Winter Mobility and Seniors
According to a study published in Archives of Physical Medicine and Rehabilitation, 42 percent of people who use wheeled mobility devices, including scooters and manual and power wheelchairs, experience "reduced outing frequency in winter months," along with "lack of access to family/friends for transportation."
- 95 percent of survey respondents reported tires/casters getting stuck in the snow
- 91 percent reported slipping on ice
- 92 percent reported difficulty ascending and descending ramps and other inclines
- 85 percent reported cold hands while pushing rims and using controls
- 99 percent viewed sidewalks and roads as barriers to mobility
- 80 percent reported needing extra help during the winter months
Five Mobility Aid Tips for Seniors in Winter
Getting around in winter is fraught with obstacles, but the following tips can help caregivers keep seniors safe while simultaneously enjoying enhanced peace of mind.
1. Have Wheelchairs and Scooters Serviced
Just as cars are susceptible to freezing temperatures, so are other types of battery-powered electronics. Contact a company which offers maintenance and repair service to ensure that your aging loved one's wheelchair or scooter is in excellent working condition.
2. Equip Mobility Aids for the Weather
Snow tires aren't just for cars and SUVs; they are also useful for mobility devices. Depending on your aging loved one's budget, outfitting his/her wheelchair or scooter with all-terrain tires can make getting around in the winter much easier.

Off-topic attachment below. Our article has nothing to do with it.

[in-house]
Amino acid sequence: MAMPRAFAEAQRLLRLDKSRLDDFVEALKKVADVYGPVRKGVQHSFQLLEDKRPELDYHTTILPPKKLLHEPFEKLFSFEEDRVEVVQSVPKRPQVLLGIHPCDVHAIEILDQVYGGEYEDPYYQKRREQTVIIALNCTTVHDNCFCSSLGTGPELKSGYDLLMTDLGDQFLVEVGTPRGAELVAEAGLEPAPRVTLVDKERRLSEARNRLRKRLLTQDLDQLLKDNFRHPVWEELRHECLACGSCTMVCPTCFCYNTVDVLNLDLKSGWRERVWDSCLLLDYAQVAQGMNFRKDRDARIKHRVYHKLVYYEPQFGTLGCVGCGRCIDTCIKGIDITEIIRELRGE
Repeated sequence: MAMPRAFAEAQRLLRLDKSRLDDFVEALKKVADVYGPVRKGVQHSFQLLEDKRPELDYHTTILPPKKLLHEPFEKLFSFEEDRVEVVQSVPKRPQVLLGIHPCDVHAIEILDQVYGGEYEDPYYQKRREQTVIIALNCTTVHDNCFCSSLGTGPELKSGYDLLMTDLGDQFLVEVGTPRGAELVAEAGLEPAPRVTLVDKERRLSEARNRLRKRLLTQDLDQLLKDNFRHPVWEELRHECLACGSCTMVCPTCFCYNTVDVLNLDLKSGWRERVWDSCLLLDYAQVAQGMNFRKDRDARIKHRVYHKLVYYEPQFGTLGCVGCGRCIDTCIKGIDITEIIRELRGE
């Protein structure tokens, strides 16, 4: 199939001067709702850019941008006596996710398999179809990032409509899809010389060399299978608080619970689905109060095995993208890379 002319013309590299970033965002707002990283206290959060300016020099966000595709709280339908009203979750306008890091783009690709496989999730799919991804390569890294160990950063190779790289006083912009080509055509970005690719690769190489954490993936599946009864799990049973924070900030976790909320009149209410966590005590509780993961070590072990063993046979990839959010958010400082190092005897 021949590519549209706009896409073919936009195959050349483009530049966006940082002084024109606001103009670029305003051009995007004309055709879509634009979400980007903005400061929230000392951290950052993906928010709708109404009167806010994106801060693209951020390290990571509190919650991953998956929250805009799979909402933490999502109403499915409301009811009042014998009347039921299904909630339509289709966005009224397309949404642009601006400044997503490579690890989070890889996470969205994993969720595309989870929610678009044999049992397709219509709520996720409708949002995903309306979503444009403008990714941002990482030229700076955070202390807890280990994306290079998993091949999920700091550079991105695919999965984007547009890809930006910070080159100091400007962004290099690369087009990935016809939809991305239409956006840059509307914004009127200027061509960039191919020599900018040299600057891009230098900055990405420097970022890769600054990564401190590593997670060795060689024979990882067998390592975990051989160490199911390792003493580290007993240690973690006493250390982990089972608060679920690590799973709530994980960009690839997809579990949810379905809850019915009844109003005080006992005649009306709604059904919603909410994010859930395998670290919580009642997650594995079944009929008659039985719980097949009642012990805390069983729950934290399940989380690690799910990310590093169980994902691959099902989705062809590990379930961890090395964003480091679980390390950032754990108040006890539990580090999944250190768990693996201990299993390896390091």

Canes and walkers should also be updated for winter. For starters, make sure that rubber caps on canes and walkers are free of wear and tear for maximum traction. Ice grips provide even better traction for catching terrain. (For additional information on the general use of walkers, canes, and more, watch mmLearn's video on using assistive devices.)
3. Check Batteries
Batteries discharge more quickly in cold weather and also take longer to fully charge, so make sure to allow ample charging time. Portable generators and other backup power sources can ensure that your aging loved one is able to charge his/her batteries even when the power's out.
4. Clear all Walkways and Ramps
Faulty equipment isn't always responsible for decreased senior mobility in the winter. Sometimes the problem is something much more basic: snow removal. While snow removal may not be a factor for older adults living in senior living or assisted living communities, those still living independently may find themselves unexpectedly housebound without proper planning ahead. Arranging for snow removal in advance can prevent this obstacle before it occurs.
5. Outfit Them Appropriately
Stock a backpack with extra gloves and socks and attach it to your aging loved one's wheelchair or scooter to ensure easy access at all times during winter weather. And don't forget about the importance of warm, non-slip, season-appropriate shoes. Just be sure to remind your aging loved one to remove the footwear at the door to avoid slipping and sliding when indoors.
The good news? Spring will be here before you know it. But until then, these five tips can prevent seniors -- physically, mentally and emotionally -- from becoming victims of winter's icy grip.
mmLearn.org offers a large library of free videos for caregivers of older adults, covering topics pertaining to senior care. Whether you are a healthcare professional or a family caregiver, if you are caring for an older adult we know that you will find mmLearn.org an essential learning and guidance tool for all of your caregiver training needs. For more online training for caregivers, access our free database of online caregiver videos today.